Ya, that's what I was afraid of. Most tractors I grew up around had a uni-frame/motor/Rear end case/axle. Basically everything is bolted to the block or trans/axle housing. Sometimes you would see the loader arms bolted into the frame/block which seems to be your case.

    I would take it to a shop to get those bolts out. Like posted above, don't weld it as you could be in trouble with future repairs to the tractor, that and you don't want to be welding anything to the block.

    And as posted above, it's going to take someone welding on a piece of bolt in order to get them out. And make sure you get the correct replacement bolts to make sure it goes back together right.

    Can you take a few better pictures? That bracket the bolts go into doesn't look like any loader arm I've ever seen. It' almost looks more like a frame rail for the front end.

    Also, what kind of tractor is it? The color is making me think it's an older Ford?

    ....
     
  11. JD Dave

    JD Dave PlowSite Fanatic
    Messages: 11,046

    We've pretty much encountered any problem you could have with farm loaders. Farm loaders have come a long way so the newer JD loaders seem to be some what trouble free (touch wood). As I can't see it in person I don't see a problem with welding it but your welder should know for sure. I'd put a few beads on the other side also.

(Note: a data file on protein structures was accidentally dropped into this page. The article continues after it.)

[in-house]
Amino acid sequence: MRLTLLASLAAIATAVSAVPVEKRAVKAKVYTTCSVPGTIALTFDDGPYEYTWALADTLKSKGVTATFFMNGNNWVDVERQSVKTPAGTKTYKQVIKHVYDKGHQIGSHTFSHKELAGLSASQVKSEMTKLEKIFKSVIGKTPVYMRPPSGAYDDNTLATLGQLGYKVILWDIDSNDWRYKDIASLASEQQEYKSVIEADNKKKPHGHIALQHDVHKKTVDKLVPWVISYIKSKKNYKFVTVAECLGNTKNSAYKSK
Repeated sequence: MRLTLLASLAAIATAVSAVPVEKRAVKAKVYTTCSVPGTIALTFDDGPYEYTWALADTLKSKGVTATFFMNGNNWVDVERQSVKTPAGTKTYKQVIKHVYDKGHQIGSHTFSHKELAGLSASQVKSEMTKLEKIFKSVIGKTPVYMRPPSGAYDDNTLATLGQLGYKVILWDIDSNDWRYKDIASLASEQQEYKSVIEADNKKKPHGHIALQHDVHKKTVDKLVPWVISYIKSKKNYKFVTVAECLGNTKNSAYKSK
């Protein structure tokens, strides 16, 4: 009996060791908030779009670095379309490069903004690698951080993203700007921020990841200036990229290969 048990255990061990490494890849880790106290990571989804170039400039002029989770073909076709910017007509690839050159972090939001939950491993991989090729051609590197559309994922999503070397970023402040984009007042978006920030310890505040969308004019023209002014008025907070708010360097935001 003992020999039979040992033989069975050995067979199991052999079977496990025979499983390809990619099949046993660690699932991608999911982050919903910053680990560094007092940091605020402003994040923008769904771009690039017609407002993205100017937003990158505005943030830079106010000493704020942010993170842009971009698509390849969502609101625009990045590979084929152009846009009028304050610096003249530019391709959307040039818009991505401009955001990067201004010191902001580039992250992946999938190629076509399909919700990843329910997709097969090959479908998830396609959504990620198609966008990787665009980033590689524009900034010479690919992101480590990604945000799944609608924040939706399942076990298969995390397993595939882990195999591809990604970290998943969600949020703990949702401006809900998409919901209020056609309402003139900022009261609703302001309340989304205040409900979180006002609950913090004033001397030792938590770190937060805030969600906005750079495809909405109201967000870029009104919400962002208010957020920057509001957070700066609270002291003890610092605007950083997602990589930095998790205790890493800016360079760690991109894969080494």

12. rancherman84

    rancherman84 Senior Member
    Messages: 196

    alot of it has to with how the loader was installed and if bolts are kept tight in the first 50/100 hrs. the right way to fix it is to remove broken bolts and install new ones. welding should work and be just as,if not stronger,but if in the future repairs are needed u might regret welding it.
     
  13. cmo18

    cmo18 Senior Member
    Messages: 815

    The tractor is a 2004 55hp kioti. Ill take better photos tomorrow in the day light.
     
  14. cmo18

    cmo18 Senior Member
    Messages: 815

    Here some more photos.. very hard area to get a picture of. Give an idea as to how the arms are attached.

    Going to be welding tonight i believe

    2011-11-28_12-14-12_875.jpg

    2011-11-28_12-14-36_482.jpg
     
  15. basher

    basher PlowSite Fanatic
    from 19707
    Messages: 8,992

    I think you (or someone) will regret that decision.
     
  16. dfd9

    dfd9 PlowSite.com Addict
    Messages: 1,475

    I'm thinking there's a reason they were bolted in the first place.
     
  17. basher

    basher PlowSite Fanatic
    from 19707
    Messages: 8,992

    :nod::nod::nod::nod:
     
  18. White Gardens

    White Gardens 2000 Club Member
    Messages: 2,665

    Ya, I wouldn't be welding that.

    That looks like a poor design all around.

    ....
     
  19. rancherman84

    rancherman84 Senior Member
    Messages: 196

    i wouldnt say its a bad design,most loaders are mounted like that.
     
  20. leolkfrm

    leolkfrm PlowSite.com Addict
    Messages: 1,431

    do not weld on the frame it will weaken it.....put some good grade 8 bolts in it...kubota had a similiar problem with their loaders about 8 yrs ago